Over the last two months, there has been a dramatic and positive shift in the tenor of conversations about Stony Point Center’s future. We are working cooperatively with our colleagues and supervisors in the Presbyterian Mission Agency to lay out a plan designed to help Stony Point Center integrate our multifaith work more fully into the life of the denomination and to do everything possible to achieve financial stability over the next three to five years.

In September, the Transitional Task Team, with which we had been working for a year, put forward a proposal for Stony Point Center to become an autonomous corporation within the Presbyterian Church (USA). In spite of their unanimous recommendation, it was obvious that there was no clear consensus among the staff and board members of the Mission Agency about what should happen next. Further, relationships and trust among both staff and board members of the Mission Agency and Stony Point Center had seriously deteriorated.

In the book The Art of Possibility, the authors posit that when trust is broken, we default to our “calculating selves,” seeking to assure that our own interests are protected. When relationships are healthy and trust is restored, it becomes possible to return to our “central selves,” and we are able to release our personal interests and work together to seek the good of the whole.

That kind of shift has become evident in our work together since the end of January. During February, we entered into a process of reconciliation with our colleagues and supervisors in Louisville. We began by sharing honestly with one another about the ways in which we had been hurt, and by taking responsibility for the ways we had caused hurt as well. Slowly, through difficult conversations, we have worked to restore trust and to reclaim our “central selves” as we think together about Stony Point Center’s future. God has clearly been at work in and through this process.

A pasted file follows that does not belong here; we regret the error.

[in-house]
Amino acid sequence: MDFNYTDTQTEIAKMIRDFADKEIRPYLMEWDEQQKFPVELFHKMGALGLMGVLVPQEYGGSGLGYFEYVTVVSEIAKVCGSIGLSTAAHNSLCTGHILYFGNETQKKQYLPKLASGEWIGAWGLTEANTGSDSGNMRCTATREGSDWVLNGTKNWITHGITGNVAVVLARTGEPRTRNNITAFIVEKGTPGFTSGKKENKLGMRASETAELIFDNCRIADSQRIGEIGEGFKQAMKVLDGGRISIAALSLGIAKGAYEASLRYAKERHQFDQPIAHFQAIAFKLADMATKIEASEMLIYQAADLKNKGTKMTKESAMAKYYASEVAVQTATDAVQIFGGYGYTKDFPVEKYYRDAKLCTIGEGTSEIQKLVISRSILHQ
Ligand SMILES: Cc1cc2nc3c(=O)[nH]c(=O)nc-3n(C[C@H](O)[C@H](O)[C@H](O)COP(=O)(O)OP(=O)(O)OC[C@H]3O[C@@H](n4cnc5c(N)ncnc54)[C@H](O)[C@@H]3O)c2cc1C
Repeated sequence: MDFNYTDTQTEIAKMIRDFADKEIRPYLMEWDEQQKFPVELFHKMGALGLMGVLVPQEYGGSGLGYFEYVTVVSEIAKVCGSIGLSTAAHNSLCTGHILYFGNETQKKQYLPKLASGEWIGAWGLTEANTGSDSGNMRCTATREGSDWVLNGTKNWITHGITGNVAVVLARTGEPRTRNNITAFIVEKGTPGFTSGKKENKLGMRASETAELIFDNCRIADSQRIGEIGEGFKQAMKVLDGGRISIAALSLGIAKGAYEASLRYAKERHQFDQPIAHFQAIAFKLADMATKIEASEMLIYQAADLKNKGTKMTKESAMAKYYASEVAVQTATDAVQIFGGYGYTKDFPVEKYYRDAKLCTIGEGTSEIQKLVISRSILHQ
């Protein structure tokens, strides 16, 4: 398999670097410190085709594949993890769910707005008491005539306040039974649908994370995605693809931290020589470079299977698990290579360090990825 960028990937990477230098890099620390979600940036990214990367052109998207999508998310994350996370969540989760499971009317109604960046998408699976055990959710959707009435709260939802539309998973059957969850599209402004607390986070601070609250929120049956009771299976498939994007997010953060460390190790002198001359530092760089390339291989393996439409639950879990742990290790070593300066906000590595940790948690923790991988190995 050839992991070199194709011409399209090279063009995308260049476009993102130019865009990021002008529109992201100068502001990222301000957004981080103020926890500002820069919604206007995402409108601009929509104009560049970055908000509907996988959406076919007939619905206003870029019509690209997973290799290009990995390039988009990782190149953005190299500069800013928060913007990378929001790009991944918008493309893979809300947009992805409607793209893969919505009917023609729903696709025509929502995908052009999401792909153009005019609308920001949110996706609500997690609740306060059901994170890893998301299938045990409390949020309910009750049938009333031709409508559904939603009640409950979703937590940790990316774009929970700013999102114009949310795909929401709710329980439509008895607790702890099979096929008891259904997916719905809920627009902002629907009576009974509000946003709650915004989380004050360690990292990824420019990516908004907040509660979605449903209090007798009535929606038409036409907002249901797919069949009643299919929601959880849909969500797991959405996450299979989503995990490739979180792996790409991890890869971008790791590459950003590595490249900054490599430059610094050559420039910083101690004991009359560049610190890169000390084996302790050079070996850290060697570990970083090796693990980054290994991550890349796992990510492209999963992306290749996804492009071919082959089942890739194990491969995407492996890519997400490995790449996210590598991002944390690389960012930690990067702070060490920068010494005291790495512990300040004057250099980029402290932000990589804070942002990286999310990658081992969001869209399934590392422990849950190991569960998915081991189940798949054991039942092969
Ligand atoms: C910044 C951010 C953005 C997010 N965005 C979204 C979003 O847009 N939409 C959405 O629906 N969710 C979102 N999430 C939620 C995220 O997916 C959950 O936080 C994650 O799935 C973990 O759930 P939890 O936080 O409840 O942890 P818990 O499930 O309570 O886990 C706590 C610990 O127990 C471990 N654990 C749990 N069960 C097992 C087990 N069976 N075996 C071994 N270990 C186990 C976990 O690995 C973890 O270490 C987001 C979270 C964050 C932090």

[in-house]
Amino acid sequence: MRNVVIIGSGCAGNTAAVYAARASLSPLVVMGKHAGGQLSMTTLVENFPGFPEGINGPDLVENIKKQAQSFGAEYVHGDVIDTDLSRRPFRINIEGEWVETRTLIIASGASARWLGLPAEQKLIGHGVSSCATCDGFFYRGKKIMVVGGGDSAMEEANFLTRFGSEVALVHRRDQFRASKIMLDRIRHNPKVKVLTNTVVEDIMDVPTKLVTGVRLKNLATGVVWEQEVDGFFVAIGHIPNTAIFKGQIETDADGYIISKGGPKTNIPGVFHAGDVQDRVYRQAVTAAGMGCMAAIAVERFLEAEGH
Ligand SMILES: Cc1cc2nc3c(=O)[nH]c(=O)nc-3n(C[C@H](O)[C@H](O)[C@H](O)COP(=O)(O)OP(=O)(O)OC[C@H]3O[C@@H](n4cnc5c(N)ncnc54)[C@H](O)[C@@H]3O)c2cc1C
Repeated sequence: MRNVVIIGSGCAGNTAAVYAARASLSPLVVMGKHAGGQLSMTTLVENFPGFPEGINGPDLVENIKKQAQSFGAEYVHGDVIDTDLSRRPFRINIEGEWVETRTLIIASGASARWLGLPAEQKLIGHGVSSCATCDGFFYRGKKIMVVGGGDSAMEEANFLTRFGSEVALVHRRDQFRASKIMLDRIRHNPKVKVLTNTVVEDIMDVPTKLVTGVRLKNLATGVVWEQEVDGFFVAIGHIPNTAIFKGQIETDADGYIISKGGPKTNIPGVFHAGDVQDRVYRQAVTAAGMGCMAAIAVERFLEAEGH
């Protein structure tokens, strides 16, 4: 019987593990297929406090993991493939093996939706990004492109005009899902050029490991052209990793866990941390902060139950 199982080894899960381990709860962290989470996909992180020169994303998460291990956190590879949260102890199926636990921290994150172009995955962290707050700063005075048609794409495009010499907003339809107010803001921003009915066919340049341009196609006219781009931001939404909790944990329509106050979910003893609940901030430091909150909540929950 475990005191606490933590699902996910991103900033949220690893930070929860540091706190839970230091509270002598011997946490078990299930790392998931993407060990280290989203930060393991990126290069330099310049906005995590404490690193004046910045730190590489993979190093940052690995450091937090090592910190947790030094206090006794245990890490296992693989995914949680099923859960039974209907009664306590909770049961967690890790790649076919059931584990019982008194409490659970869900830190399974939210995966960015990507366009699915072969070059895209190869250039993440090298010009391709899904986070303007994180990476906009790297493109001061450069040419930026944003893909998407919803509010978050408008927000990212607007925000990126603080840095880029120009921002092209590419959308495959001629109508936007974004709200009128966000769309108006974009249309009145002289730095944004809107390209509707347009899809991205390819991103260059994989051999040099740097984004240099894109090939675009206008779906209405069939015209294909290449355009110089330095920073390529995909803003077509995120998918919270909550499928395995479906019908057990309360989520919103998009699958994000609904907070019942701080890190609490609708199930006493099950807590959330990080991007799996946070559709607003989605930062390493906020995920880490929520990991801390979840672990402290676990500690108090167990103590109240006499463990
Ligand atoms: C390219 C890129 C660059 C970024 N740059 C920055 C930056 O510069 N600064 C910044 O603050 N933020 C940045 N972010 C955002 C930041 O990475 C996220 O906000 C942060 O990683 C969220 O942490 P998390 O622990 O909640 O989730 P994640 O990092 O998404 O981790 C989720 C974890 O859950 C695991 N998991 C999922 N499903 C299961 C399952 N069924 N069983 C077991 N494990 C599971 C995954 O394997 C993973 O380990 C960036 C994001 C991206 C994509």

The tasks before us are clear, if somewhat daunting:

  • To operate Stony Point Center in a way that is fiscally responsible and complements other important ministries of the denomination.

  • To support Presbyterian Churches in the northeast as they seek to respond to the challenging context for ministry in their communities.

  • And to build relationships and trust among Christians, Muslims and Jews to grow the multifaith movement for peace and justice in our region and around the world.

We are more convinced than ever that Stony Point Center is the ideal spiritual home for this important work. Further, as the Presbyterian Church (USA) develops a new “Interfaith Stance” this year to intentionally foster positive relationships with those of other religious traditions, Stony Point Center will be a key place where the denomination can live into that commitment. Over the coming weeks, we will work with our colleagues in the Mission Agency to agree on the benchmarks against which we will evaluate the sustainability of our work.

What this means for our supporters, our multifaith partners, and our guests is that there is a clear commitment from leaders in the PC(USA) to be partners in helping Stony Point Center to be successful. As we work together over the next few years, we fully expect that “the way will open” (as the Quakers would say) to assure that Stony Point Center will shape another generation of God’s people to work for justice, peace and nonviolence.

All of this depends entirely on all of you who continue to look to Stony Point Center for retreat and conference space. Please keep bringing your groups, and spreading the word about the great hospitality at Stony Point Center!

We are grateful to be in this with all of you.

Kitty and Rick
Co-Directors, Stony Point Center